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It’s tough to say what doesn’t exactly work about The Blind Side. Sandra Bullock gives a surprising, and pleasing performance as Leigh Ann Tuohy, a woman who takes in a homeless teenage African American named Michael Oher (Quinton Aaron). Aaron is also lovely in the film, but from both of these actors one wishes there might have been a screenplay that provided them with opportunities to portray other emotions than the few they must maintain throughout the film.
Tim McGraw portrays Sean Tuohy, Leigh Ann’s husband, and is wonderful. He’s simple, charming, and makes quite a lot of meat out of a character whose main job is to say “yes” to his wife’s every crazy whim.
Blind Side uses one of those terrible overwrought clichés, the precocious adorable little boy. It uses it immensely, throughout the film, as a sucker-punch for emotional moments, and as a source of humor every other time. Jae Head, who plays S.J., is wily and camera-savvy. He knows how to use a wink, a tilt of the head, a point, to get the audience cooing. But in the end, his preciousness takes away some real value from the heart of the story. For it’s not just Leigh Ann who takes in Michael, it’s all of them, as a family, and because John Lee Hancock, the writer-director of the film, has decided to smother us with sentiment, instead of inspiring us with truth, we lose a lot of the emotional power behind the events.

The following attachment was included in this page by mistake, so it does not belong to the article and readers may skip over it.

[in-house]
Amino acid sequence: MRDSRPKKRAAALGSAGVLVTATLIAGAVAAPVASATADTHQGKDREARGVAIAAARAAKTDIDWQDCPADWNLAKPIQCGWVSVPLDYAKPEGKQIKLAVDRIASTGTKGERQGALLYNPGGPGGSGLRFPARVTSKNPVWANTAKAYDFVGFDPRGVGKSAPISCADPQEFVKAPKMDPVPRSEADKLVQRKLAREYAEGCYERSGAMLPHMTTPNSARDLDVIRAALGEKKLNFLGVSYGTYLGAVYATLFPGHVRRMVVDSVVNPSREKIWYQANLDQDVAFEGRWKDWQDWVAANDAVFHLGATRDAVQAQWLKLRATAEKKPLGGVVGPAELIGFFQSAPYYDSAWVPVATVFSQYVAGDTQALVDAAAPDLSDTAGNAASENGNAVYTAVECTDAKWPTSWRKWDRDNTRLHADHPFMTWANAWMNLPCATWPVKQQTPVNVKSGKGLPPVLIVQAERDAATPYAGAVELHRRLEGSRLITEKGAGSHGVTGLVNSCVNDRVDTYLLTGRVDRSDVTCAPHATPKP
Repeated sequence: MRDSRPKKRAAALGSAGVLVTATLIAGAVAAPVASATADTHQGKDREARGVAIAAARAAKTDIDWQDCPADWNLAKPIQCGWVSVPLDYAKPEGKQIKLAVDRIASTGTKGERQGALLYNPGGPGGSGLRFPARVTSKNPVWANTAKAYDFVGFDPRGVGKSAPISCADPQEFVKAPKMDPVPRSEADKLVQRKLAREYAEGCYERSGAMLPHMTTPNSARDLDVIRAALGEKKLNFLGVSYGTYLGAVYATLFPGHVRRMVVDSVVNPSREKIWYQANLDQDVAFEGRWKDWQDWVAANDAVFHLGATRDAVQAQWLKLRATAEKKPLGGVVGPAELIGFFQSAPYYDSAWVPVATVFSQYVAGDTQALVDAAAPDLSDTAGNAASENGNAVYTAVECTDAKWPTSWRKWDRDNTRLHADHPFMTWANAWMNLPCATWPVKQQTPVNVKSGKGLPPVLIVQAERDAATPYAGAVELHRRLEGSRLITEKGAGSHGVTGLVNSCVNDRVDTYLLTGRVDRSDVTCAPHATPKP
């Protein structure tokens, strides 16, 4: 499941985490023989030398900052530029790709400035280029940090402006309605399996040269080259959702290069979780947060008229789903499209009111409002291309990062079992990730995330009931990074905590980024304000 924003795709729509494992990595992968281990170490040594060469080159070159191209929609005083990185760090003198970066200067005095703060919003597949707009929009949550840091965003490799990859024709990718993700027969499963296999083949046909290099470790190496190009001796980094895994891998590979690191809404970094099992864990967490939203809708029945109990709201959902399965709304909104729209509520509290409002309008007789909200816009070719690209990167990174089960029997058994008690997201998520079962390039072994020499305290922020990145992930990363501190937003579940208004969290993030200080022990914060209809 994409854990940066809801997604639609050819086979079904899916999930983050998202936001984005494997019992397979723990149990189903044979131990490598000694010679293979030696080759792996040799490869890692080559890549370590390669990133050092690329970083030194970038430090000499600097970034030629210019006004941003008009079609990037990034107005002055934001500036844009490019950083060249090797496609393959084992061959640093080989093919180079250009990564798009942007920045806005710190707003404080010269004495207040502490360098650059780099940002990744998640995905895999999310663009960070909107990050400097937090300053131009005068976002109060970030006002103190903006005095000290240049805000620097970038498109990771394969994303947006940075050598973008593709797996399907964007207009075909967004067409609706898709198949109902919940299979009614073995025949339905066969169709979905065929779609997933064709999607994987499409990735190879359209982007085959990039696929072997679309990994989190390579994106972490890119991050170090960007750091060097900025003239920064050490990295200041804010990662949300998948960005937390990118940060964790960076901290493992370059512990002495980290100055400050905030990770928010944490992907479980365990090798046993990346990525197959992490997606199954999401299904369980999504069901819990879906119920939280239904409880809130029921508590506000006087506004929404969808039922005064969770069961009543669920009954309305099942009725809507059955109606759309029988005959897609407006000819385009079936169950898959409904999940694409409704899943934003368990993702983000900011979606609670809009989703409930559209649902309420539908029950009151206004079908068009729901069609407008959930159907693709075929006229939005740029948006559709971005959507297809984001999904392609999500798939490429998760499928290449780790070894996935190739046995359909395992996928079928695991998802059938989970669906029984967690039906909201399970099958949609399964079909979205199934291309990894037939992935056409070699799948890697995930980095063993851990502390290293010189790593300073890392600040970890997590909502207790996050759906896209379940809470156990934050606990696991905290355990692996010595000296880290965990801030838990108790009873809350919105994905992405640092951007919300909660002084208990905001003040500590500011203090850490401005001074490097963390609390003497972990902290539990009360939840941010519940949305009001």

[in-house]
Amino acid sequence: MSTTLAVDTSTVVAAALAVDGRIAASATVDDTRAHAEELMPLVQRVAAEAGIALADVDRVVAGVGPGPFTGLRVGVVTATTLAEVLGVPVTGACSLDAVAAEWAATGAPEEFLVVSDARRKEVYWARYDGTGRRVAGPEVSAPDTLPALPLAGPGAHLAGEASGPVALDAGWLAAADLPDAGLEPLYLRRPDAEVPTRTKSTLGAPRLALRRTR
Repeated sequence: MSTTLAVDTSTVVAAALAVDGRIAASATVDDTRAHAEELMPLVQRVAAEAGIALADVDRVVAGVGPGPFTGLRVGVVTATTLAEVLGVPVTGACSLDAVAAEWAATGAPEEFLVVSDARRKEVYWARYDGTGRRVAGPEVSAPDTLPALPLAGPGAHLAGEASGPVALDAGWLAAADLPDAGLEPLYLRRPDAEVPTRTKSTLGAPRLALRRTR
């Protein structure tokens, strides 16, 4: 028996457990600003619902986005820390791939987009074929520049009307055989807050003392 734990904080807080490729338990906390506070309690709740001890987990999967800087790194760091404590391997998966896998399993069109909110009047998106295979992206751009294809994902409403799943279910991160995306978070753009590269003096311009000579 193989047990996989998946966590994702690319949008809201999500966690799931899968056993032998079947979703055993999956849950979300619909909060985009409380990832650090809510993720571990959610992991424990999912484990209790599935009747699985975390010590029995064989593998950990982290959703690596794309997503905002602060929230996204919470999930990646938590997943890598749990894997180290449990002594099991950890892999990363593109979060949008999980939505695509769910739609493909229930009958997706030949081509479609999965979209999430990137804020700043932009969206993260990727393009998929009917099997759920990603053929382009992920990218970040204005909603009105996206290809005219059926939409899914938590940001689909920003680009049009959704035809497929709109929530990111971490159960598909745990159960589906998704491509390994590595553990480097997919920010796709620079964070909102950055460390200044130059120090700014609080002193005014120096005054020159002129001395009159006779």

Also an overwrought cliché is the fast-talking, sleazy, gang-banger bad guy. Michael Oher had some bad friends in his old life, and they come back to haunt him, in ways that are neither upsetting nor believable. The structure of the plot for this film was tricky- there was little conflict surrounding the main plot, the bringing in of the boy to the home. This may be because there was little to no conflict in real life. Sometimes true stories are inspiring, but don’t carry the emotional arc that a film needs to maintain its audience’s attention. After almost an entire movie of watching a family embrace a new member, and grow to love that member as their own, the last half-hour of the film is burdened by a sassy NAACP representative and a boring search and rescue. Unnecessary.
Overall, the movie is a pleasant enough story. But it leaves one lacking that feel-good kick that sometimes accompanies a really lovely story about something that actually happened. Especially something as wonderful as this. But the whole movie falls flat, and you’re more likely to leave the theatre thinking about the trailers you saw before the film than the actual film.
Heather Trow is an actress, writer and alternative comedy enthusiast.
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